KUCHING: The relevant agencies were urged to spread early information of instances such as the falling rocket debris or incidents of similar nature in the future.
Deputy Minister of Energy and Environmental Sustainability Dr Hazland Abang Hipni said this is warn the people in advance of debris falling from the sky and ease their anxiety.
“Necessary efforts need to be done to prevent causing anxiety among the netizens or leading to casualties and property damage, although the incident was unavoidable and difficult to control,” he said.
He said the unrest among the netizens, especially in Sarawak, arose due to a lack of prior information about the incident.
“In this regard, the agency tasked with overseeing national space operations or phenomena needs to establish a specific mechanism to allow parties to receive early notice of any incidents that happen in the national airspace.
“This effort is crucial so that the information discovered earlier may be rapidly disseminated to people across the nation through various mediums, notably social media, to enable them to be willing to take action in order to be in a safer area.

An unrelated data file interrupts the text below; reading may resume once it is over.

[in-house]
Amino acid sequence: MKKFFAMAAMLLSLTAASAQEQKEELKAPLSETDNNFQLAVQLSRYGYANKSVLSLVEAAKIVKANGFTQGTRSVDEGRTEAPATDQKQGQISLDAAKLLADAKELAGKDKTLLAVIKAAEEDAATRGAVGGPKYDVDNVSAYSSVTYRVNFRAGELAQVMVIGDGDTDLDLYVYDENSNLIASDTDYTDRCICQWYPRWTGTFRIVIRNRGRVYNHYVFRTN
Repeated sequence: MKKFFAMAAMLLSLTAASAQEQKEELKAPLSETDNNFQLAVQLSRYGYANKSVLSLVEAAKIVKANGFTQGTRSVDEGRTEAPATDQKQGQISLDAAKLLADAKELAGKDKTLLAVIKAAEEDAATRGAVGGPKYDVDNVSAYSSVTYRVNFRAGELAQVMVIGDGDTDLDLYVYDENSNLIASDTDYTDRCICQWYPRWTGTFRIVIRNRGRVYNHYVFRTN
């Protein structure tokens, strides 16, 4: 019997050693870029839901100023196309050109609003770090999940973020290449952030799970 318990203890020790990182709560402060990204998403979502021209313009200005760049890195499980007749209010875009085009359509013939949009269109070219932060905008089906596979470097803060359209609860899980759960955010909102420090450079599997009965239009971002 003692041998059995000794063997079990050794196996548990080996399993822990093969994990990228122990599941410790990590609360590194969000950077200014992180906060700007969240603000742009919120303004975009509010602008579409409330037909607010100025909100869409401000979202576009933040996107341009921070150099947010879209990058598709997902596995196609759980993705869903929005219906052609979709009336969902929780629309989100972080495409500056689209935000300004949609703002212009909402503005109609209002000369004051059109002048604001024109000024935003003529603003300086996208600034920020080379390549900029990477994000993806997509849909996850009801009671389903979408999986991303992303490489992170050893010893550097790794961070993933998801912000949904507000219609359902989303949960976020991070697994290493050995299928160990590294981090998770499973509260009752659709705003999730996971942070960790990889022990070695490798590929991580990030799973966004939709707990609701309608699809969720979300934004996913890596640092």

“However, we should be thankful the event involving the Long March 5B rocket debris that was reported to have entered the state’s airspace on Sunday midnight did not result in any injuries or property damage,” he said today.
He said members of the public were concerned and questioned whether the incident could cause a major disaster to the environment and public safety.
Several media outlets reported that the re-entry of debris from China’s Long March 5B rocket into the earth’s atmosphere was detected over Malaysian skies and the burning debris also crossed over Malaysian airspace and could be detected in several areas including over Sarawak.
Previously, international media outlets had reported that the debris was part of a rocket belonging to China which was launched on July 24 from the Wenchang Space Launch Site in Wenchang, Hainan.